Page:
In this edition of “What We’re Reading” learn how to recover collections after a fire, discover the best historical resources on the web, and revisit historical surprise attacks. Also, delve into the history of the Manhattan project and peruse the latest titles from the Humanities E-book program.
- Fire Recovery for Collections
The wildfires in California have prompted the Library of Congress to create a page of resources for dealing with fire-damaged collections. Links include the National Park Service’s Museum Handbook (specifically chapters 9 and 10), the MATRIX Disaster Preparedness database, and the National Archives’ online document: “A Primer on Disaster Preparedness and Response: Paper-Based Materials”, to name a few.
- Adventures in Wonderland
In this article from The New Yorker, Anthony Grafton, vice president of the AHA’s Professional Division, lists (and links to) his favorite online historical resources and archives. But he acknowledges that “many questions remain” when it comes to digital resources, and so he points to online discussions like the Digitization of History site of the Centre for History and Economics at King’s College, and even our own Robert Townsend’s article “Google Books: What’s Not to Like?”
- Surprise Attack Reconsidered (Video)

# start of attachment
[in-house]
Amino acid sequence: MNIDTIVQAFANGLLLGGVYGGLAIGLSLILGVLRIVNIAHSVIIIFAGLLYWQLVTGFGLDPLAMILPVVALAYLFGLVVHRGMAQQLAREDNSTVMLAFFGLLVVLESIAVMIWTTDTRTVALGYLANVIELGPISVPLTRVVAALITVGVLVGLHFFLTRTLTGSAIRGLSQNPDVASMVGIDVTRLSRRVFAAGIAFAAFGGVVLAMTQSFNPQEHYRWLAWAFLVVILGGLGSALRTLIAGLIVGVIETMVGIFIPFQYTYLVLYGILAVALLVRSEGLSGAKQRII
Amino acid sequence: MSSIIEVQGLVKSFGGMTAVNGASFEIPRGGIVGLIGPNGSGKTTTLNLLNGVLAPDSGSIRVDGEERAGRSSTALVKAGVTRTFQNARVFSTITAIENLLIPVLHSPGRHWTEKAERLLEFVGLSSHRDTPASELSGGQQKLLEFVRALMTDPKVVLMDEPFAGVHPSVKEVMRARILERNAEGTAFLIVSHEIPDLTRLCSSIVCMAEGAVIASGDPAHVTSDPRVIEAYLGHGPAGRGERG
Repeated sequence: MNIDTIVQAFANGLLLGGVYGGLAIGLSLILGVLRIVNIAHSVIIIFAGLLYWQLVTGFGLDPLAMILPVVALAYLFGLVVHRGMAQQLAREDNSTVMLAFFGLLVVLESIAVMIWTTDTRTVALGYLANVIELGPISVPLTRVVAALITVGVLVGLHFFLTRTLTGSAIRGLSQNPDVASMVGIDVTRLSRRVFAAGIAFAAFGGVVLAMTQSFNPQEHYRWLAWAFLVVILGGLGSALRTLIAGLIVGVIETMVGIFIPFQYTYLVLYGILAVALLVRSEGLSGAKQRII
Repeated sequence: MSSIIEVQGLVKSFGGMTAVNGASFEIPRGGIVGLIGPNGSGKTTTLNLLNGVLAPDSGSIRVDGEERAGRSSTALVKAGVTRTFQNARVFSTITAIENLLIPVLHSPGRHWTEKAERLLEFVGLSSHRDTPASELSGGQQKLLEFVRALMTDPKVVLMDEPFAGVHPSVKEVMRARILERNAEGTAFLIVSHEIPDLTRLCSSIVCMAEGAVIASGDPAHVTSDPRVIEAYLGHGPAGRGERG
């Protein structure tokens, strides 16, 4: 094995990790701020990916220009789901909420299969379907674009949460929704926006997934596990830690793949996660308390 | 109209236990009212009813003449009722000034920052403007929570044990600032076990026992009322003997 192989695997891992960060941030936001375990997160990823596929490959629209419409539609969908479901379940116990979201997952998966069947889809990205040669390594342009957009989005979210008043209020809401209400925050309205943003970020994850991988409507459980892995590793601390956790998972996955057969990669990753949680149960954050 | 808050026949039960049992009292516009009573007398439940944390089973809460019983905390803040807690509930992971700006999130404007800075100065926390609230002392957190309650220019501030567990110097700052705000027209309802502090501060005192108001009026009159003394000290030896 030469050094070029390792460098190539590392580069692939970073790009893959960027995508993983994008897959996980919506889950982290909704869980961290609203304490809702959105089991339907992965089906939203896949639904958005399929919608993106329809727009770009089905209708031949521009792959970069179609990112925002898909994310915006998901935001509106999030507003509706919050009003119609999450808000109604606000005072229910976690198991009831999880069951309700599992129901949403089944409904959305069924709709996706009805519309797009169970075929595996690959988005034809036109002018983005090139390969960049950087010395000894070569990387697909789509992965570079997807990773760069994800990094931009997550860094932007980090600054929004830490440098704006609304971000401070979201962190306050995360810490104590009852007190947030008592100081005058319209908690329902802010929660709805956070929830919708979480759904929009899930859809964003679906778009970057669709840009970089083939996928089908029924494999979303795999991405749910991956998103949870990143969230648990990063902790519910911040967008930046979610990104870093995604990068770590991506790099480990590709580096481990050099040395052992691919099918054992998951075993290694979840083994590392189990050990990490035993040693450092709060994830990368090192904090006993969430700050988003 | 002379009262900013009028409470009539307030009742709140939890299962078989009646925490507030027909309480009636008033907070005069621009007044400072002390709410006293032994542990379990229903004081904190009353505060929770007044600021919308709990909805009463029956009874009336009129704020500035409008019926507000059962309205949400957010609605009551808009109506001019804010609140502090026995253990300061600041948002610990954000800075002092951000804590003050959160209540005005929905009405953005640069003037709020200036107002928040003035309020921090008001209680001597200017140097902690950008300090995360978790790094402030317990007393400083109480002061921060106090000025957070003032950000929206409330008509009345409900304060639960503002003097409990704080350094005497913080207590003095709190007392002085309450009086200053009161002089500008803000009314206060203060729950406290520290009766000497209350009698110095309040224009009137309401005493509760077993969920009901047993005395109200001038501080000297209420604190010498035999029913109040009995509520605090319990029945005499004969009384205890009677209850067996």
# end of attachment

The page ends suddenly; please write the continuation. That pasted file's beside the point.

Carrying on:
In this video on the Council on Foreign Relations site, Ernst May (Charles Warren Professor of History, Harvard University) discusses “some of history’s most infamous surprise attacks and the lessons for current policymakers.” Wm. Roger Louis, director of the National History Center, presides over the talk.
- Why They Called it the Manhattan Project
An interesting article that takes a look at the sites in Manhattan associated with the development of the atomic bomb. It’s based on an interview with Robert S. Norris, a historian with the National Resources Defense Council
- Humanities E-Book News (PDF)
The latest news from the ACLS Humanities E-Book announces the newest additions to their online collection of e-books. These new titles “were chosen by scholars for their continuing importance for teaching and research.” The E-book News also mentions new releases from Gutenberg-e.
Contributors: Debbie Ann Doyle, Elisabeth Grant, Miriam Hauss, Robert Townsend